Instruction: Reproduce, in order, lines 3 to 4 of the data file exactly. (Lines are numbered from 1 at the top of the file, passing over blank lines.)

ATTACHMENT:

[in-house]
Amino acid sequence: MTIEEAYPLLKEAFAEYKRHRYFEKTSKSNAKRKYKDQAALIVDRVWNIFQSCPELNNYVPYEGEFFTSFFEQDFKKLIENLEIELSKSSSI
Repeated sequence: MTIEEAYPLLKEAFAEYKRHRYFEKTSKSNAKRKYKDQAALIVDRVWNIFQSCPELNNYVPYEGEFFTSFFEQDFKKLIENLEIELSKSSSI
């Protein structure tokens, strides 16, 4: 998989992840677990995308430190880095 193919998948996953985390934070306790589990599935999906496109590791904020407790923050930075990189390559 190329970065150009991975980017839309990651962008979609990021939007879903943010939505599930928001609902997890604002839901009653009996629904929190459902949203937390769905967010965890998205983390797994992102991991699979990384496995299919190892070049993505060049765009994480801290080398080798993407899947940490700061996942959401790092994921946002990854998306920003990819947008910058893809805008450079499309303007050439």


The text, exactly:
Repeated sequence: MTIEEAYPLLKEAFAEYKRHRYFEKTSKSNAKRKYKDQAALIVDRVWNIFQSCPELNNYVPYEGEFFTSFFEQDFKKLIENLEIELSKSSSI
């Protein structure tokens, strides 16, 4: 998989992840677990995308430190880095 193919998948996953985390934070306790589990599935999906496109590791904020407790923050930075990189390559 190329970065150009991975980017839309990651962008979609990021939007879903943010939505599930928001609902997890604002839901009653009996629904929190459902949203937390769905967010965890998205983390797994992102991991699979990384496995299919190892070049993505060049765009994480801290080398080798993407899947940490700061996942959401790092994921946002990854998306920003990819947008910058893809805008450079499309303007050439």